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Posted on Friday, February 15 2008 @ 13:04:59 Eastern
A perusal of the GR blogs of late, and usually anywhere video game discourse occurs, will reveal a couple of issues rising to the top of the discourse. And these issues usually get a bad whiff, displayed by gamers pinching their noses at the stench and noisome odor associated with them. Two of these issues are hype and graphics. I will favorably broach these topics with brevity.
HYPE — This is a word formed from the word hyperbole, which is an exaggeration (literally, a "going beyond"), and primarily means "excessive advertising or publicity." Gamers usually feel ill of hype games, but why? I say, hype has its place, as hyperboles do in argumentation. Hyperbolic statements, effectively used in arguments, help drive home the point of arguments like Richard Petty or Jeff Gordon drives home the checkered flag. Ineffectively used, hyperboles drive arguments as well as a drunk Paris Hilton. This said, hype, itself, is not a bad thing. The use of hype is what is either good or bad. With so much fodder in the video game industry (and there truly is a wealth of crap video games, as GR's periodic worst games lists show), hype can even help a game stand out. The Sony PlayStation was one of the most popular video game consoles, and while it had a bevy of quality games, it had even more forgetful games. Without hype, how does the mute (the few good games) shout above the boastful (the wealth of crap games)? Else, he goes silent.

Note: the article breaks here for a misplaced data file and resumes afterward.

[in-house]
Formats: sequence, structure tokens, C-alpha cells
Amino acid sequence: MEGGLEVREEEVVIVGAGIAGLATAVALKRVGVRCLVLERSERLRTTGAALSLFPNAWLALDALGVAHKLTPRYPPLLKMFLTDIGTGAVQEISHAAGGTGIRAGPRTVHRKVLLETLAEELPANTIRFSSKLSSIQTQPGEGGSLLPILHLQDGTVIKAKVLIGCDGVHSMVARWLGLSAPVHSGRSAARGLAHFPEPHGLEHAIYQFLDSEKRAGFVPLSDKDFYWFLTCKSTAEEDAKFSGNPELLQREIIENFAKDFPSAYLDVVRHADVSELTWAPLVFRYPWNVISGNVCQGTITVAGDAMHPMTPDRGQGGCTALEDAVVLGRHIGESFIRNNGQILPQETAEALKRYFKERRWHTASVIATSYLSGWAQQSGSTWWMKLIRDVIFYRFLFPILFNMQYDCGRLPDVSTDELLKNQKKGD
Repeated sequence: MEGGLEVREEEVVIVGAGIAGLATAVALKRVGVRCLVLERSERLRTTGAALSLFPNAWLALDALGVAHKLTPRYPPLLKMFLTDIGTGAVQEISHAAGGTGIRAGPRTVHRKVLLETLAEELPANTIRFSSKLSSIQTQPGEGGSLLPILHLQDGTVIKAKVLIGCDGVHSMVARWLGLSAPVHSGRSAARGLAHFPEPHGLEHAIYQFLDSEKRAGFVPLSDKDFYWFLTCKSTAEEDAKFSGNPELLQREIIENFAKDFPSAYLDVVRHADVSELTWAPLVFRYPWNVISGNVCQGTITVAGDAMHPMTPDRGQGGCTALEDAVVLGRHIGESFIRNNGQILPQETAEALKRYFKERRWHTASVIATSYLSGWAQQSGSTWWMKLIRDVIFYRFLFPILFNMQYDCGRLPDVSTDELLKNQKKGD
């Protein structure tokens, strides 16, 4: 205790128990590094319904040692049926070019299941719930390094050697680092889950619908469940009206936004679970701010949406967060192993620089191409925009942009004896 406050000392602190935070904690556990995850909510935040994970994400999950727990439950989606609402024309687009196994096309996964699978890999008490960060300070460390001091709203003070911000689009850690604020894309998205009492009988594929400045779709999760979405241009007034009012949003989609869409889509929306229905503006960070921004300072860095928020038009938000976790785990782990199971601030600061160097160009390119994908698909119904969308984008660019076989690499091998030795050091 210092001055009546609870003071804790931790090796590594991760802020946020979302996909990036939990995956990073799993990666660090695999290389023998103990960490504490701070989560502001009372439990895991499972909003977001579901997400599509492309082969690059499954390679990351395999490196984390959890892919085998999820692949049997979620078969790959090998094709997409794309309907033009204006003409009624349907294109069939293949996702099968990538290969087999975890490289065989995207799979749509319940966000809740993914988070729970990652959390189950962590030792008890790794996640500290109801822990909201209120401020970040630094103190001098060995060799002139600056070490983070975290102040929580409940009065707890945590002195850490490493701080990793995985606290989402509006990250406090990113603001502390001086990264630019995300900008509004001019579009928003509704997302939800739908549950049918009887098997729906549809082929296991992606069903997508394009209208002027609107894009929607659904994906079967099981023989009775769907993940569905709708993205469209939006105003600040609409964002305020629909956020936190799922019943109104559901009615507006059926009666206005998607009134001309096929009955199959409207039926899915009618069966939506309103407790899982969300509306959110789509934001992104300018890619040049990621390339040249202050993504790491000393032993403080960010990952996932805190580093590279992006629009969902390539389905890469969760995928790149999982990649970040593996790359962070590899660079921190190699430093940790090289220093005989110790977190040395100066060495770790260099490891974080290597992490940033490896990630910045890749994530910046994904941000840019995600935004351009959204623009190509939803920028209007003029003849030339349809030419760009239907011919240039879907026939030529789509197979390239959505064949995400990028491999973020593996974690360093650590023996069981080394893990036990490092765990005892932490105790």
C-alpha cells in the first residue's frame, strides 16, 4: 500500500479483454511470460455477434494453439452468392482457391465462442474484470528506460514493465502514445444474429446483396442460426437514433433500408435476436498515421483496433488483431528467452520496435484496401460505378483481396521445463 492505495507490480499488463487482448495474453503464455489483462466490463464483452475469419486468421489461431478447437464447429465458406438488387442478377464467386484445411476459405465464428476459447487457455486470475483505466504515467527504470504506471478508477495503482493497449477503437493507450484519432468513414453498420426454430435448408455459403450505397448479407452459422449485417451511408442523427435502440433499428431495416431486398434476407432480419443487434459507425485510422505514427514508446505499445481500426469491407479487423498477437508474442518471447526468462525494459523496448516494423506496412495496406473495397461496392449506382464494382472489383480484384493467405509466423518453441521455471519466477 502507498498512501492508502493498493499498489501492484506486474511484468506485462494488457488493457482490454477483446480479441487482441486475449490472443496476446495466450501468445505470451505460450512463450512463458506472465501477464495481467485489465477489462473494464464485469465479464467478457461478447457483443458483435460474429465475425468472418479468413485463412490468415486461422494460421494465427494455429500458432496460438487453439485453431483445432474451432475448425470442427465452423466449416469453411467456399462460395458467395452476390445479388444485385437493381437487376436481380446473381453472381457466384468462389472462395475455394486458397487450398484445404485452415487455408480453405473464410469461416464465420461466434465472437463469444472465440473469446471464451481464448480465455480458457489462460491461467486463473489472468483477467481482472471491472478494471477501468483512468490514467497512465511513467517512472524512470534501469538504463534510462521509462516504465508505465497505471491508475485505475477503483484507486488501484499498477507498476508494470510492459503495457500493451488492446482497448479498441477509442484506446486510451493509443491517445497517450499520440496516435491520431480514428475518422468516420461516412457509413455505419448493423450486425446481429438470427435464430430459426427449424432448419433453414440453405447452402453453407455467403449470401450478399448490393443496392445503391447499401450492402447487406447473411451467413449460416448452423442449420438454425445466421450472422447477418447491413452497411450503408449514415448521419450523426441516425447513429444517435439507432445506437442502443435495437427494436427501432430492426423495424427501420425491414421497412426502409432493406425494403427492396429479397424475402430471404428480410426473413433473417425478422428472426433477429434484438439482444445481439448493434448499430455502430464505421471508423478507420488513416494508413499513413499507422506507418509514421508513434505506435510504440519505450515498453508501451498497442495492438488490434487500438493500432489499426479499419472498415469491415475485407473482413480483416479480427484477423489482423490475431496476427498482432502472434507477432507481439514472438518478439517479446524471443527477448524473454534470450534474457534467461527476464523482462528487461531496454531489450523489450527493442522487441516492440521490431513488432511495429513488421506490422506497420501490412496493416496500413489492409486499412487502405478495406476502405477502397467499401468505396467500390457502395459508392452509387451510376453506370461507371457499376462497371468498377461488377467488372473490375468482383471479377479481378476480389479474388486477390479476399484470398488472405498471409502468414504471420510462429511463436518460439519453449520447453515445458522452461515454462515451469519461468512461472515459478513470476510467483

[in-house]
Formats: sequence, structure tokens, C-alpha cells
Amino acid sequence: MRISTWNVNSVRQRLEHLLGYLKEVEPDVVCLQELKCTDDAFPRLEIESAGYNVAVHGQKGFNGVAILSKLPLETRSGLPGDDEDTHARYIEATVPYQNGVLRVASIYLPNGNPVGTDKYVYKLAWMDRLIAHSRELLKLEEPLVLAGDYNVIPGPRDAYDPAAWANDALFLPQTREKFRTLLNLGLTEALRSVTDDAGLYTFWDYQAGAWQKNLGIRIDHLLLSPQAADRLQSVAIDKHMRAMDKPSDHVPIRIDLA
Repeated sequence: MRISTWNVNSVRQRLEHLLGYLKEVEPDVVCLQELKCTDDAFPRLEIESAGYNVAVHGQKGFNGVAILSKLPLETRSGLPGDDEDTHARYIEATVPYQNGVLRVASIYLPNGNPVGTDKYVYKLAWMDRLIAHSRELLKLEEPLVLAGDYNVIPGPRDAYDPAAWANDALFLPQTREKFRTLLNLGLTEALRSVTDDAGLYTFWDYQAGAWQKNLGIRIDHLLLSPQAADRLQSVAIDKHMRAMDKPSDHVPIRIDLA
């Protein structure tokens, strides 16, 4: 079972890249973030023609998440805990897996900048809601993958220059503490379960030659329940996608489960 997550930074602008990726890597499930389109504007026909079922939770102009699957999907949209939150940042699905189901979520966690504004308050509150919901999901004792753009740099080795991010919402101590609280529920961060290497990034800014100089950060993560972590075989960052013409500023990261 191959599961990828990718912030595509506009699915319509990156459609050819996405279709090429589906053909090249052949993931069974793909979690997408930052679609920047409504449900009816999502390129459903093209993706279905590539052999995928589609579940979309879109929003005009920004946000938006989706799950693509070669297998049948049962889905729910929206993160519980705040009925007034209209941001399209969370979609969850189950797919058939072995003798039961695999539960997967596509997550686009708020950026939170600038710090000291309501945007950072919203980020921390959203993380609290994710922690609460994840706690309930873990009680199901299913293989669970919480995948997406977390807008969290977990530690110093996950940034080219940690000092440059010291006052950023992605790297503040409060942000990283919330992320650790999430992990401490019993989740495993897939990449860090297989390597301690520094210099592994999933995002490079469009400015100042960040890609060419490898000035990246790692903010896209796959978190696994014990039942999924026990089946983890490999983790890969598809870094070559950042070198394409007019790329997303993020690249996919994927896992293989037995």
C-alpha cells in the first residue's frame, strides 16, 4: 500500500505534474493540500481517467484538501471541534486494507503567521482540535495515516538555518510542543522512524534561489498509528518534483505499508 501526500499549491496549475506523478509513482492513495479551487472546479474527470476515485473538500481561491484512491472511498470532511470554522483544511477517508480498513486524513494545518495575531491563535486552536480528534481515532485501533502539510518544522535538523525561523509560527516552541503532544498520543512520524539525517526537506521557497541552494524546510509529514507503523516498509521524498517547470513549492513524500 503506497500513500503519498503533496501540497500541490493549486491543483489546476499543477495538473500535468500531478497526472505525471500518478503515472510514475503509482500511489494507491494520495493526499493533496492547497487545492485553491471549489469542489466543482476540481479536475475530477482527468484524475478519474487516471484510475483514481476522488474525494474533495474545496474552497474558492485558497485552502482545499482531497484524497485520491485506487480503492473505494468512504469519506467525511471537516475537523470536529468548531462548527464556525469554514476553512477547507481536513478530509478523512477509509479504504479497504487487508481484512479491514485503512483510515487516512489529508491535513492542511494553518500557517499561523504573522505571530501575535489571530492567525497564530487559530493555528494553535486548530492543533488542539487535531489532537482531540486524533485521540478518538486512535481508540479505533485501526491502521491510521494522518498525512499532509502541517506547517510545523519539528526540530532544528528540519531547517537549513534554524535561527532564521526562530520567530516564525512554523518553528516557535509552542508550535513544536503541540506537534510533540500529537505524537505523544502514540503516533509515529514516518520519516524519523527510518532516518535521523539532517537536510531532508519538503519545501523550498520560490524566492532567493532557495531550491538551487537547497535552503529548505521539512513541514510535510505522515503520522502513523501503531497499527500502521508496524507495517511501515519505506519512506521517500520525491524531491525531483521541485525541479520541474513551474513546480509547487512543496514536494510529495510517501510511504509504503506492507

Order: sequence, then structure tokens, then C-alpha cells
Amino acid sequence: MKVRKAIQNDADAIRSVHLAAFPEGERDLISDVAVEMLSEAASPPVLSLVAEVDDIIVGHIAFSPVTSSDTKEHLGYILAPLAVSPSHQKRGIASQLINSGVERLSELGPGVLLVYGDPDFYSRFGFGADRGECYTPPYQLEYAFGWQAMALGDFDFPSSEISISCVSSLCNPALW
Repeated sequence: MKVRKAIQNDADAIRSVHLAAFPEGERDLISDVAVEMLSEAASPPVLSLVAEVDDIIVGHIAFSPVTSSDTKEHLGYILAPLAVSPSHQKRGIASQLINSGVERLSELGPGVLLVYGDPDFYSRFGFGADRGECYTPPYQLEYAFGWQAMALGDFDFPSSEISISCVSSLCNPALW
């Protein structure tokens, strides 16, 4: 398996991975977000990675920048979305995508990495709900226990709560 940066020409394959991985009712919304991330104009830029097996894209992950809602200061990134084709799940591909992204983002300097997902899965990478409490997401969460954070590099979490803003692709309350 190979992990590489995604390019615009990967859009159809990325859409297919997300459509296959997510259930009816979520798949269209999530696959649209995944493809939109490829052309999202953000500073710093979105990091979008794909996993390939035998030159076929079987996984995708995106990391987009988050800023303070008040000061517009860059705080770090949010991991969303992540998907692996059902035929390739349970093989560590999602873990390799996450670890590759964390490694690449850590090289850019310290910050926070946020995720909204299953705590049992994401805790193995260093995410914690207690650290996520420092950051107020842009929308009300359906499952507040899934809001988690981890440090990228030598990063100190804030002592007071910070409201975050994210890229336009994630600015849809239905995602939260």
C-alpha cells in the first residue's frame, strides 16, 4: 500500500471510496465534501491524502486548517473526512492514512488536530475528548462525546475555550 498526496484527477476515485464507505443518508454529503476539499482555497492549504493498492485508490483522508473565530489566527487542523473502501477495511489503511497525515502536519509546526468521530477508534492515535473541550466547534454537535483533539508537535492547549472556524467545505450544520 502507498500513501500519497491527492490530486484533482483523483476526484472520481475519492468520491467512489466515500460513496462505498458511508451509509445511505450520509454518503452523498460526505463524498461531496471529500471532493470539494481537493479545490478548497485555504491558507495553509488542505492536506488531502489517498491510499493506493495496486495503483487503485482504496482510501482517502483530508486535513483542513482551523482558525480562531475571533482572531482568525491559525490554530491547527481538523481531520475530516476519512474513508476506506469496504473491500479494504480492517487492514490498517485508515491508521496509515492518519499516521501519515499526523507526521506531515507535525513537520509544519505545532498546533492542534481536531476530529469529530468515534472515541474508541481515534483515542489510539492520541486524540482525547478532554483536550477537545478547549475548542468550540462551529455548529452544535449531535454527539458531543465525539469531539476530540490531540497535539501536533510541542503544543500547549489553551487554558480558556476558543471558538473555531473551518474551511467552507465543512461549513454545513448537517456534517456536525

GRAPHICS — Did you know that when you say "video" you are saying "I see" in Latin? Except for the minor fact that the 'v' was pronounced as a 'w' in classic Latin. The English word video is derived from the Latin verb videre ("to see"). So I find it ironic when people denounce the focus on graphics in video games. Video games, inherently, are graphical entertainment. Games, at their base level, consist of a hoard of changing pixels. That is, games cannot be anything but graphical! Like hype, there's nothing bad about graphics themselves, but the effective use of them. People will say interactivity, the gameplay, takes precedence over graphics, and graphics shouldn't be focused on. Again: Graphics are tied to video games and affect how we perceive and interact with the game, how we play the game. If a game has more "believable" graphics, then immersion can be improved. If a game poorly renders a crucial part of the game, then immersion, interactivity, is lost. Do you think someone ever said to Michaelangelo, "Hey, Mike, why spending so much time accentuating David's penis? As long as people understand what it is, isn't that important?" Ballyhoo!
NO PAUSE? — Electronic Arts developers of Dead Space are considering eliminating the PAUSE feature. I say: Do it! Every medium of entertainment (books, music, movies) allow for pausing. Let's try a novel interactive feature and insert more gameplay into a game. If it doesn't work, oh well. But what if?
NEVER ANTI-SOCIAL — Video games have always been a social medium. From the early days where programmers would swap games on floppies to the advent of consoles that always included an option for 1+ players, the video game industry has always focused on socializing. And this socializing has reached new heights with MMO games and the Internet. What other medium can claim this ubiquity of socialization?